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Religious Affiliation and Psychiatric Disorder Among Protestant Baby Boomers
Harold G. Koenig; Linda K. George; Dan G. Blazer; Keith G. Meador; Peter B. Dyck
Psychiatric Services 1994; doi:
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Funding for the study was provided by the National Institute of Mental Health's Clinical Research Center for the Study of Psychopathology in the Elderly (grant MH40159) and by the Epidemiologic Catchment Area Program (grants MH35386 and MH-43756) at Duke University Medical Center.

Box 3400, Duke University Medical Center, Durham, North Carolina 27710

Duke University, Medical Center in Durham, North Carolina

Vanderbilt University Medical Center in Nashville, Tennessee

Holly Hill Psychiatric Hospital in Raleigh; University of North Carolina at Chapel Hill School of Medicine

1994 by the American Psychiatric Association

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Abstract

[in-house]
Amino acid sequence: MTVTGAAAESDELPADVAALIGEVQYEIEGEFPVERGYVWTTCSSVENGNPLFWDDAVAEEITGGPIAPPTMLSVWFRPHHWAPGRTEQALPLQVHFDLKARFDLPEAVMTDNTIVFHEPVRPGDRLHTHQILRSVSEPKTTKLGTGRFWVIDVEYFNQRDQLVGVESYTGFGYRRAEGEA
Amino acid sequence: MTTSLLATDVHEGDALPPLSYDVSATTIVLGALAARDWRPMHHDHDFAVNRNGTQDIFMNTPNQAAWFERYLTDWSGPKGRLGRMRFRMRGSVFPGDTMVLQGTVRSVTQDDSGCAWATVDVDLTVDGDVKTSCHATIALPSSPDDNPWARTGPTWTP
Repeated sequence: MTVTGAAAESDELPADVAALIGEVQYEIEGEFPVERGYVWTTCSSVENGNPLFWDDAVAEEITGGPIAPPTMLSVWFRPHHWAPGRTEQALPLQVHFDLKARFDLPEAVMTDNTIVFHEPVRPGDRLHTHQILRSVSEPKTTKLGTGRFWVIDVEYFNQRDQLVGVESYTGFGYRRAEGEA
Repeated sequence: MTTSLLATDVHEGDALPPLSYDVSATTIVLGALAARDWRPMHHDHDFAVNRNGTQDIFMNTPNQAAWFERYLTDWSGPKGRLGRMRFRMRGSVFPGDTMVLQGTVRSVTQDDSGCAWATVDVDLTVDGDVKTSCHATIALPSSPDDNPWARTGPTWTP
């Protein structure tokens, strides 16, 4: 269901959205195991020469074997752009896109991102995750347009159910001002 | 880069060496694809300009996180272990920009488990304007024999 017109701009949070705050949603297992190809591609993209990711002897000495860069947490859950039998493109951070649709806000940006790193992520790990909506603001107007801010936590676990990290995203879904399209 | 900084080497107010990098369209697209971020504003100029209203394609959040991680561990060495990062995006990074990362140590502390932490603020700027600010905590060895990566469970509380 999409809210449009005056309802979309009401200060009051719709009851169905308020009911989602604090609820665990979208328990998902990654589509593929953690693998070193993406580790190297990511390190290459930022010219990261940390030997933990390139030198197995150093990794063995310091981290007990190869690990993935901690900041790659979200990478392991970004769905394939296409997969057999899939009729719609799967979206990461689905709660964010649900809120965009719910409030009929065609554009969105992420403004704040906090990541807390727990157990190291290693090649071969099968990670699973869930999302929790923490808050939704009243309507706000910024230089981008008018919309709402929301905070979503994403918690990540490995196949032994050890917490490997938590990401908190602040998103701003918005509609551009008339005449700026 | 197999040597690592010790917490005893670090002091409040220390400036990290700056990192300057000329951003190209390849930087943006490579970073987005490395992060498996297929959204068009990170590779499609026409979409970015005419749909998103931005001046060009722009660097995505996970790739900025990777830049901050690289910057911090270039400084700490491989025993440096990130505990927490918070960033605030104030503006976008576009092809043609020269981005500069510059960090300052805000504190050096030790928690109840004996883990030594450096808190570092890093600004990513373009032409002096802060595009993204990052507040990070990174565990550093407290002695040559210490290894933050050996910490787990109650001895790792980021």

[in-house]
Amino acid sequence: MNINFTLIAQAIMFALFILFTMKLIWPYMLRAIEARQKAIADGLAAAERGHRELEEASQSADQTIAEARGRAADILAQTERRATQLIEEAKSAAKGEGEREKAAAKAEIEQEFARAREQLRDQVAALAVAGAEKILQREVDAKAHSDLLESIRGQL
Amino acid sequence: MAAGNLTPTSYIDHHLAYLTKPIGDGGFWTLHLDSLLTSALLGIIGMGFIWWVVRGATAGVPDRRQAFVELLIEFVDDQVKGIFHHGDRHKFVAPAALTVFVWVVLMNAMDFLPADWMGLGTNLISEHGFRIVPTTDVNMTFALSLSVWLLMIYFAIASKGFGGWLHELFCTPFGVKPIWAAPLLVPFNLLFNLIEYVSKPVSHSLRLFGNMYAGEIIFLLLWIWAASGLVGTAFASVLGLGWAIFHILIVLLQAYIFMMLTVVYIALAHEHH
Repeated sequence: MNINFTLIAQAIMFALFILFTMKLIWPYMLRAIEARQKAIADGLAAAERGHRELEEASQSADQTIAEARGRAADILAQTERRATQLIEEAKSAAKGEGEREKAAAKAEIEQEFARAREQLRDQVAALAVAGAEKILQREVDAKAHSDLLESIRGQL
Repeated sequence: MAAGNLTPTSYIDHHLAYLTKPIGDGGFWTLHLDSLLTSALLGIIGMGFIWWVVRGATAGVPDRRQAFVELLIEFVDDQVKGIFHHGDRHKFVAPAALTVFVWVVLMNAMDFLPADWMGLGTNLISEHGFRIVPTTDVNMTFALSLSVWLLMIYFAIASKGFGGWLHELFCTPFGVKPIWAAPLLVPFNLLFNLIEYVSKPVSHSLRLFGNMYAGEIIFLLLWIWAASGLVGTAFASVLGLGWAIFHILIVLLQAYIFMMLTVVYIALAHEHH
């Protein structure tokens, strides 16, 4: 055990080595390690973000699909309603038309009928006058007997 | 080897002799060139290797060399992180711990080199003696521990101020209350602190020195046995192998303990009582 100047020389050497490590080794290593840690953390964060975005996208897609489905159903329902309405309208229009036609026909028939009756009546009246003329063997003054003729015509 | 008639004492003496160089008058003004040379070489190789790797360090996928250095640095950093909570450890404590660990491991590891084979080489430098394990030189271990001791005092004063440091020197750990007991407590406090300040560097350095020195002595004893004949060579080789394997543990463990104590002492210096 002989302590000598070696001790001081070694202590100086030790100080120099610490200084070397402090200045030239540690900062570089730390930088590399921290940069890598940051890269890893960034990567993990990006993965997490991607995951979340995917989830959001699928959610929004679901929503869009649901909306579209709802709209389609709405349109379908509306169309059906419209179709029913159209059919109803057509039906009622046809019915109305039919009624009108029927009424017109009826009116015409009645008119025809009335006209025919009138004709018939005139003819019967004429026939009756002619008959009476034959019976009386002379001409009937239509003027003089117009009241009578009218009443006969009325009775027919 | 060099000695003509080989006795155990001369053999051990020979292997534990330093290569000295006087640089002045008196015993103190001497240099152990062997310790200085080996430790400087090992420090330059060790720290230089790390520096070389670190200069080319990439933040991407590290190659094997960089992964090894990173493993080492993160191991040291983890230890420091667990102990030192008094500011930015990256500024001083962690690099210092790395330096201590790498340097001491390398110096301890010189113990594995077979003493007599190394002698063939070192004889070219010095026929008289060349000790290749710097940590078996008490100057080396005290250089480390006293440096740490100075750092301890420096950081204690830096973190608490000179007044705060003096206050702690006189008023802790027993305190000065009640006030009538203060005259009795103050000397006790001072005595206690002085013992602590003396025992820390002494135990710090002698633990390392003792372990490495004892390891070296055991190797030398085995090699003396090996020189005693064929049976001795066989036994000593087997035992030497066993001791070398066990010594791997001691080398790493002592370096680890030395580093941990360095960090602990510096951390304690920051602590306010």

Objective: The authors examined the relationship between religious affiliation and psychiatric disorder among Protestant members of the baby-boom generation (those born between 1945 and 1966) who resided in the Piedmont area of North Carolina. Methods: Data were obtained on six-month and lifetime rates of major psychiatric disorders among 853 Protestant baby boomers during wave II of the National Institute of Mental Health's Epidemiologic Catchment Area survey, conducted in 1983-1984. Participants were grouped into three categories based on religious affiliation: mainline Protestants, conservative Protestants, and Pentecostals. Rates of disorder were compared across denominational groups, controlling for sex, race, physical health status, and socioeconomic status and stratifying by frequency of church attendance. The analyses were repeated for 1,826 middle-aged and older Protestants born between 1889 and 1944, and the results were compared with the findings for baby boomers. Results: Among the baby boomers, Pentecostals had significantly higher six-month and lifetime rates of depressive disorder, anxiety disorder, and any DSM-III disorder. Mainline Protestants had the lowest six-month and lifetime rates of anxiety disorder and the lowest six-month rates of any DSM-lll disorder, whereas conservative Protestants had the lowest six-month and lifetime rates of depressive disorder and the lowest lifetime rates of any DSM-111 disorder. These relationships among baby boomers were weaker among middle-aged and older Protestants, although a new association with alcohol abuse or dependence emerged among older Pentecostals. When analyses were stratified by frequency of church attendance, associations between psychiatric disorder and Pentecostal affiliation were strongest among infrequent churchgoers, a group also unlikely to seek help from mental health professionals. Conclusions: Young adult Pentecostals in the Piedmont area experienced high rates of psychiatric disorder, which was not generally true for Pentecostals who were middle aged or older. Infrequent churchgoers appeared to be at greatest risk, although they seldom sought professional help for their problems.

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